I would appreciate it if you would put this request in your
Smoke Rings portion of GEM. It is a great magazine!’

A regular subscriber of 11 years has this to say: ‘I am
looking for some information, but first I want to compliment you
and the entire GEM staff for a very good magazine. Your expressions
of faith add something special to Smoke Rings.

Now, the information that I would like: My mother had a Liberty
washing machine in the 1920s and early 30s; possibly it was bought
before 1920. Do any of these machines still exist? I would like
very much to hear from anyone who has one or even has pictures or
literature of one. Mother’s machine was powered by an Elgin ?
HP mounted to the side of the washer. With the wash tubs on the
other side, it sure took a lot of space. Thanking you, I am LLOYD
HALLEAD, 3194 Main Street, Marlette, Michigan 48453. Phone

A letter of interest to many comes from BUD MOTRY, 20201 Arthur
Road, Big Rapids, Michigan 49307: ‘In the July-August issue of
1979, I wrote an article outlining a procedure for making check
valves for gasoline engine fuel lines. It has come to my attention
that the straight connector I have shown as an inverted flare
connector is a Hi-Duty connector manufactured by
Imperial Eastman Co. This connector is similar to the inverted
flare, but has a seat inside the connector for the proposed ball
check; the inverted flare connector has no seat for the ball.
Inadvertently, these Hi-Duty fittings were in the inverted flare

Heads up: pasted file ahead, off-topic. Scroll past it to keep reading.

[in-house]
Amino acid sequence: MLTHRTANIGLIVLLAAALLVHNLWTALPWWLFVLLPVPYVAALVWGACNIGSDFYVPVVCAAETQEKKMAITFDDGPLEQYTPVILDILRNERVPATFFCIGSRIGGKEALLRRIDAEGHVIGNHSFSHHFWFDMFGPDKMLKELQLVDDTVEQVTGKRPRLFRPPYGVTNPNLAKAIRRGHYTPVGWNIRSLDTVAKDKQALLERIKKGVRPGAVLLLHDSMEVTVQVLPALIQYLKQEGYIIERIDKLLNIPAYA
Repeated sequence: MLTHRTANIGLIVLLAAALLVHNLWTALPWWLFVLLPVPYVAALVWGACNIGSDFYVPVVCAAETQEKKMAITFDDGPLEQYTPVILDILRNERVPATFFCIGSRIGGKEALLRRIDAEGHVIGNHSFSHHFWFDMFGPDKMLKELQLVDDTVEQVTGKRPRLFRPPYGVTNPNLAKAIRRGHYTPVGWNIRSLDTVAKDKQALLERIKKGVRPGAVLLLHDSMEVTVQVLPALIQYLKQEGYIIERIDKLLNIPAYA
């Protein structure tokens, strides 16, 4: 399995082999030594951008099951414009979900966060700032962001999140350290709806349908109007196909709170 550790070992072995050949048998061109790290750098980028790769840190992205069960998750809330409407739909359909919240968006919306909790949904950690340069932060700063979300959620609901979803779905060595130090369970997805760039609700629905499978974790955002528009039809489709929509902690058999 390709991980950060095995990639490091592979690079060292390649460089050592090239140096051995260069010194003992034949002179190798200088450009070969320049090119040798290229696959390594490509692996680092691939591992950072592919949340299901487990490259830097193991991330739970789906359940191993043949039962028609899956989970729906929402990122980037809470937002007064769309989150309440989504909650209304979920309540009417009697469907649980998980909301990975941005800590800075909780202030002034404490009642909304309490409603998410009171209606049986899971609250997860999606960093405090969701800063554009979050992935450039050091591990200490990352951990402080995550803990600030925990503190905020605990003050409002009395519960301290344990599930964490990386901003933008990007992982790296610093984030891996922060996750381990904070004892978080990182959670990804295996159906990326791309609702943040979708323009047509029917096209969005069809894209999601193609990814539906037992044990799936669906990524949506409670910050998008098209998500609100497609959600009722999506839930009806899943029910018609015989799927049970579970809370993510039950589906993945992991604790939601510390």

bin when I purchased them. Boty type fittings should be available
at any auto parts store.

Mr. Russel Eberle of Barryton, Michigan commenting on the
article, also suggested that a brass ball be used in place of the
steel ball. Further, the size of the check valve assembly may be
varied by using ?’ fittings, larger tubing and a ?’ check

I always look forward to the next issue of Gas Engine Magazine
and enjoy them very much.’ (Thanks Bud, that always makes us
happy to hear those kind of comments.)

This letter comes from ROBERTO CALDERON, Motores Y Equipos De
Puerto Rico, Inc., 1336 F. D. Roosevelt Avenue, Pureto Nuevo,
Puerto Rico 00920: ‘I am an antique collector and great
enthusiast of gasoline engines, and have a few already restored in
good working condition. There is one engine that I have not been
able to identify its make and model since it looks like many
different makes and perhaps you or someone in the organization can
help me do it. The following information-numbers-is all I have
found stamped on the engine: Cylinder block 9-21-25, over spark
plug; Cylinder head 9-19-25; Ex. valve rocker arm 2 F 28; Magneto
trigger arm or push rod, Oct. 30, 1923; Flywheels, both 2 F 68;
Name-plate reads-Engine No. 337943,600 RPM, 2? HP; Bore
35/8‘, Stroke
51/8‘. Any information will be greatly
appreciated, and thanking you in advance and hoping to hear from
you soon. (Readers-that’s you.)

From our neighbors to the North comes this letter from JOHN R.
MOORE, RR 1, Branchton, Ontario, Canada, P.C. NOB IL0: ‘I
received my first copy of the Gas Engine Magazine last month. It is
worth reading. I wish to thank you and your staff for the
dedication and hours you put in this magazine.

I just purchased a 6 HP hit and miss engine from a friend of
mine. It is a little Witte engine made in Kansas City, Missouri.
Could you help me? I need to know what year it is (approximate
1927); the original paint color; if there was a dealer in Ontario
and Quebec around 1927 and what kind of spark plug it takes? The
nameplate markings are very visible on the casting-Witte-Witte
Engine Works, Kansas City, Mo. U.S.A. – HP 6 – No. 97588K -Speed
480. I would appreciate any help.’

Another gas fiend seeking a subscription after reading three old
Gas Engine Magazines as this note comes from IAN S. CLIFTON, Royden
Hall Farm, Shardlow, Nr Derby, England: ‘I am very interested
in all types of gas engines, whether they are in tractors or